The next part was textbook.  Pull out the entire pack and lay it down in front of me.  Peel off an old friction plate and throw it in the trash pile; pick up a new plate (fully soaked in oil, of course) and install it.  Follow with a steel plate.  Repeat sequence until entire clutch is reassembled.

The new springs are stiffer than the old ones, but installed easily enough, though one screw kept stopping before being fully seated.  I finally swapped it with another one, and both went into their places just fine.  Go figure.

Took a break to go get some brake cleaner to help with removal of the gasket residue, and then oiled up the new one and tried to reinstall the side cover.  How the heck are you supposed to keep that gasket in place while you put the cover on?  Gah.  I finally found a skinny punch, no bigger than 6mm at the fattest part, stuck it into one of the top holes and used that and the locator pin at the bottom to hold the gasket while I worked the side cover into place.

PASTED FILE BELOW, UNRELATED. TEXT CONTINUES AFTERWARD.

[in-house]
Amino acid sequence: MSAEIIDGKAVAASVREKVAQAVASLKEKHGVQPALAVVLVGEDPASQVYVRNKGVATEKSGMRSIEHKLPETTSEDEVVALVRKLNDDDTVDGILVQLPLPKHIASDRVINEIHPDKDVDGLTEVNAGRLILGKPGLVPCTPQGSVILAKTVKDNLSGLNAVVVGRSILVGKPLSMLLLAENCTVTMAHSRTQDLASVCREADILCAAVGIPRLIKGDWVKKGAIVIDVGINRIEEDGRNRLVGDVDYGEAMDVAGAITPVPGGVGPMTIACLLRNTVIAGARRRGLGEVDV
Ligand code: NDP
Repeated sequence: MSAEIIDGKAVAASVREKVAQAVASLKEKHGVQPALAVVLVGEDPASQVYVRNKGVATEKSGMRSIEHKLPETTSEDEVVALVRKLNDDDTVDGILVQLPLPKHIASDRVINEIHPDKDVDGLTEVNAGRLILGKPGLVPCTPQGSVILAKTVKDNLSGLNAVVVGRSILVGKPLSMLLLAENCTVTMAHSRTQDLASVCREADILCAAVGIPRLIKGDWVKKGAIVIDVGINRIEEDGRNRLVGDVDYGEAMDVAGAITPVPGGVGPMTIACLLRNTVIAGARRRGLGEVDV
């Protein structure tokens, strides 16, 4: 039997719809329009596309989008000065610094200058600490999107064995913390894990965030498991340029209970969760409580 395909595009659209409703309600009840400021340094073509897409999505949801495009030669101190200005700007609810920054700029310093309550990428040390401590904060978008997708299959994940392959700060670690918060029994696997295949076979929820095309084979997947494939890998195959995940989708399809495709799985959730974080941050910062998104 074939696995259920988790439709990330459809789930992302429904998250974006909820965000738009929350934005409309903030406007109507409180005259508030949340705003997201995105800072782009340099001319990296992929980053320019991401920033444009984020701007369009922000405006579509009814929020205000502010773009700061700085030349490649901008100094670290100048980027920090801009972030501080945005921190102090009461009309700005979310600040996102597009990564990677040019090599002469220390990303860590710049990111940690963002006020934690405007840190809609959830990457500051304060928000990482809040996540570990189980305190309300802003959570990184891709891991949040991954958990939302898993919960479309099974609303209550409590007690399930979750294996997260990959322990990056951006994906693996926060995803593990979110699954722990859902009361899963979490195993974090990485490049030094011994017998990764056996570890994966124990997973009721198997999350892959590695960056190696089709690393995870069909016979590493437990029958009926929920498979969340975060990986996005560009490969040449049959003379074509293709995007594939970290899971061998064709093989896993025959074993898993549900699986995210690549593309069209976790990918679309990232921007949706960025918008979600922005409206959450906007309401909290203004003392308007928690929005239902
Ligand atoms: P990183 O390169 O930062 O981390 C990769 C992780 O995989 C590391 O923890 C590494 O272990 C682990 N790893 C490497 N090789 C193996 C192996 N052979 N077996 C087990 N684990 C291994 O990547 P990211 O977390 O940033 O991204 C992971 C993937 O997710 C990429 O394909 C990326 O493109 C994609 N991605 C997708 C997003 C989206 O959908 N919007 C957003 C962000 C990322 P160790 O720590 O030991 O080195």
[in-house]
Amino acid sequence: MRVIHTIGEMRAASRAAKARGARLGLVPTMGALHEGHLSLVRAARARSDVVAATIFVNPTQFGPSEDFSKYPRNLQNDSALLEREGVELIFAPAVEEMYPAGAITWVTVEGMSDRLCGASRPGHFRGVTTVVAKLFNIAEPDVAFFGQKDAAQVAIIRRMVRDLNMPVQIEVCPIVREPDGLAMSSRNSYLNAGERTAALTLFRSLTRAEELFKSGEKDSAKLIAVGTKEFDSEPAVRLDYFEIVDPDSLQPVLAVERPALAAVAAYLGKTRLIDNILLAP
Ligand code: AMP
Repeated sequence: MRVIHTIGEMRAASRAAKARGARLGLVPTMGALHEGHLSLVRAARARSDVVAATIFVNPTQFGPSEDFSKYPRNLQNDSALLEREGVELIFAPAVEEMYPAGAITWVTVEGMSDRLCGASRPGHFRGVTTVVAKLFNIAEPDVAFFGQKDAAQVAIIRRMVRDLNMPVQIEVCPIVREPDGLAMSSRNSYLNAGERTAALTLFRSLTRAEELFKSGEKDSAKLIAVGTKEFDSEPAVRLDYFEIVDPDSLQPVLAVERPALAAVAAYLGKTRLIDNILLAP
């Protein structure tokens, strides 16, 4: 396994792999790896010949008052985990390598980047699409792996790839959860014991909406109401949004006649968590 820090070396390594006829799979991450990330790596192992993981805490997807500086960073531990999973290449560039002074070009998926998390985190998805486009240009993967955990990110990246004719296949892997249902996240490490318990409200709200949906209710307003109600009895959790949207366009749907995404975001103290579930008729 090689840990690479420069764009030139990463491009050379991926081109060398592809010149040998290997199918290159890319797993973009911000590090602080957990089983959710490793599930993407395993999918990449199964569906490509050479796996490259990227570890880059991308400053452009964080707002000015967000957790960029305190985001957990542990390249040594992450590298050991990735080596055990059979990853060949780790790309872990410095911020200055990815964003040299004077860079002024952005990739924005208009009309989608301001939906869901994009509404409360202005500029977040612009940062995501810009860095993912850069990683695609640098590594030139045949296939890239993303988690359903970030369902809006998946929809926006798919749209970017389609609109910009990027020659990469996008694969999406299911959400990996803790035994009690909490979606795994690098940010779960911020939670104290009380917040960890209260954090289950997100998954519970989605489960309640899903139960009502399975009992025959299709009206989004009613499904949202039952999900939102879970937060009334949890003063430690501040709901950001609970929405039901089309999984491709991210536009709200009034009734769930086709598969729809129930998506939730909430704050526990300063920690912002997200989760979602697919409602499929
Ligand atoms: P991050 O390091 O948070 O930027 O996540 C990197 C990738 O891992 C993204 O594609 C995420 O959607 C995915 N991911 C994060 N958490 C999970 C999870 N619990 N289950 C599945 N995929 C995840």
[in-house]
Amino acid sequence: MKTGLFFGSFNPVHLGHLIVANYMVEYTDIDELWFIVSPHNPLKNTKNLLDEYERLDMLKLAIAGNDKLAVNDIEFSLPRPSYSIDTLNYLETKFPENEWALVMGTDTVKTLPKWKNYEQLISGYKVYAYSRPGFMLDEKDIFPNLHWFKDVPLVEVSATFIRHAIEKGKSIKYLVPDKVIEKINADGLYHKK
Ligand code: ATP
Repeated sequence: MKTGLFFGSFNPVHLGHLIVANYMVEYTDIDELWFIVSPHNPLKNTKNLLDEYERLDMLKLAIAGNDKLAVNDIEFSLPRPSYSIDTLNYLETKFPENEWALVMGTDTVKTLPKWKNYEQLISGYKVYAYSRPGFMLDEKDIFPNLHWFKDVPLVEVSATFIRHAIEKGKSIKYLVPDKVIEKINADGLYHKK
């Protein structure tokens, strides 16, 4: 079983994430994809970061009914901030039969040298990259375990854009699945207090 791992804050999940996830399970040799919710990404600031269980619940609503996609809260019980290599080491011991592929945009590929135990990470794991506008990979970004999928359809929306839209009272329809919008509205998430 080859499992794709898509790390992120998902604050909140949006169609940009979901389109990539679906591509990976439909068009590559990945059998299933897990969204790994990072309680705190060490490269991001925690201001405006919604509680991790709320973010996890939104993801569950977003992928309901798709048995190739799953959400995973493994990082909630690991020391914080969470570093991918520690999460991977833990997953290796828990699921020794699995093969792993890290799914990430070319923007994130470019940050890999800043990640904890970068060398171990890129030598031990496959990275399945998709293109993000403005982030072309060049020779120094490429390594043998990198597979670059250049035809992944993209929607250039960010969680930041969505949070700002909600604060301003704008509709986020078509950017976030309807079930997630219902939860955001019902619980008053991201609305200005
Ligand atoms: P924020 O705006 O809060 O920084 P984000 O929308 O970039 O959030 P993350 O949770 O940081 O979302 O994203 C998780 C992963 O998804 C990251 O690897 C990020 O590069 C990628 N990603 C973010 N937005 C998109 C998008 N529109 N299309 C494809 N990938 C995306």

That’s when I discovered that the exhaust blocks the reinstallation, if you have the kickstarter in the right place.  Removed a bunch of screws and taps and loosened the clamp on the crossover, then used my prybar to separate the right side exhaust from the left.

Finally got that cover back on.  Gah.  Carefully torqued it down, then tried to put the exhaust back on.  After another cussing interlude, I took the exhaust over to my workbench, grabbed a grinder, and carefully tapered the end of the crossover and thinned it out a bit.  I put on some grease as well, and the combination got it all back together at last.

I failed to pay attention to the order I took it apart in, and reinstalled the footpeg before the brake lever… then of course, removed the footpeg because you can’t do it in that order.  But then, with the brake lever, footpeg, and kickstart lever finally in their places, it was done.

Well, except for putting in the required 2,500 cc of 20W50 motorcycle oil. I use Valvoline conventional, bought at Wal-Mart, as noted previously. I have always avoided synthetic oils because of the wet clutch, but with new plates I wonder if it would be a good idea next time.

Tried to start it, but I had fallen off of my usual good habits over the winter, so the battery was almost flat.  Put it on the charger and called it a night.